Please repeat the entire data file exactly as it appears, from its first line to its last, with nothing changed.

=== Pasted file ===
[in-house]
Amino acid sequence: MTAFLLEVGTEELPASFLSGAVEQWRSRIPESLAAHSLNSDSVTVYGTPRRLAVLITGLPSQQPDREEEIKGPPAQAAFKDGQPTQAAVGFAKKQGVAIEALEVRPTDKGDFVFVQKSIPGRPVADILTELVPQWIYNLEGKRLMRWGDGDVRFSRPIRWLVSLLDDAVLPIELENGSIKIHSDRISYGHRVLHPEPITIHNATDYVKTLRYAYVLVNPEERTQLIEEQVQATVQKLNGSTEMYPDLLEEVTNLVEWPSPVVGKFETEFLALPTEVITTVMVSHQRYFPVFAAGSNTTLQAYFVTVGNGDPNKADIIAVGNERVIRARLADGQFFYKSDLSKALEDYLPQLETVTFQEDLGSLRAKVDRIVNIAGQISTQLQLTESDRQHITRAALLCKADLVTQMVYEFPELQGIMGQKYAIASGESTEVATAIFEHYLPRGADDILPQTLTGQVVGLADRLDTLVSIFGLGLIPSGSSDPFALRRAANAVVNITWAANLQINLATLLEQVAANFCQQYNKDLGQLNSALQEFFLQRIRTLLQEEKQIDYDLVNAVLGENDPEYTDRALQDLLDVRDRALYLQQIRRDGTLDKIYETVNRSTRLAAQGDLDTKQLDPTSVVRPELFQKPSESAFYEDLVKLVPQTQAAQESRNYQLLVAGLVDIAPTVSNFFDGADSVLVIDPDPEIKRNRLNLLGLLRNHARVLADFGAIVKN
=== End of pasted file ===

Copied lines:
[in-house]
Amino acid sequence: MTAFLLEVGTEELPASFLSGAVEQWRSRIPESLAAHSLNSDSVTVYGTPRRLAVLITGLPSQQPDREEEIKGPPAQAAFKDGQPTQAAVGFAKKQGVAIEALEVRPTDKGDFVFVQKSIPGRPVADILTELVPQWIYNLEGKRLMRWGDGDVRFSRPIRWLVSLLDDAVLPIELENGSIKIHSDRISYGHRVLHPEPITIHNATDYVKTLRYAYVLVNPEERTQLIEEQVQATVQKLNGSTEMYPDLLEEVTNLVEWPSPVVGKFETEFLALPTEVITTVMVSHQRYFPVFAAGSNTTLQAYFVTVGNGDPNKADIIAVGNERVIRARLADGQFFYKSDLSKALEDYLPQLETVTFQEDLGSLRAKVDRIVNIAGQISTQLQLTESDRQHITRAALLCKADLVTQMVYEFPELQGIMGQKYAIASGESTEVATAIFEHYLPRGADDILPQTLTGQVVGLADRLDTLVSIFGLGLIPSGSSDPFALRRAANAVVNITWAANLQINLATLLEQVAANFCQQYNKDLGQLNSALQEFFLQRIRTLLQEEKQIDYDLVNAVLGENDPEYTDRALQDLLDVRDRALYLQQIRRDGTLDKIYETVNRSTRLAAQGDLDTKQLDPTSVVRPELFQKPSESAFYEDLVKLVPQTQAAQESRNYQLLVAGLVDIAPTVSNFFDGADSVLVIDPDPEIKRNRLNLLGLLRNHARVLADFGAIVKN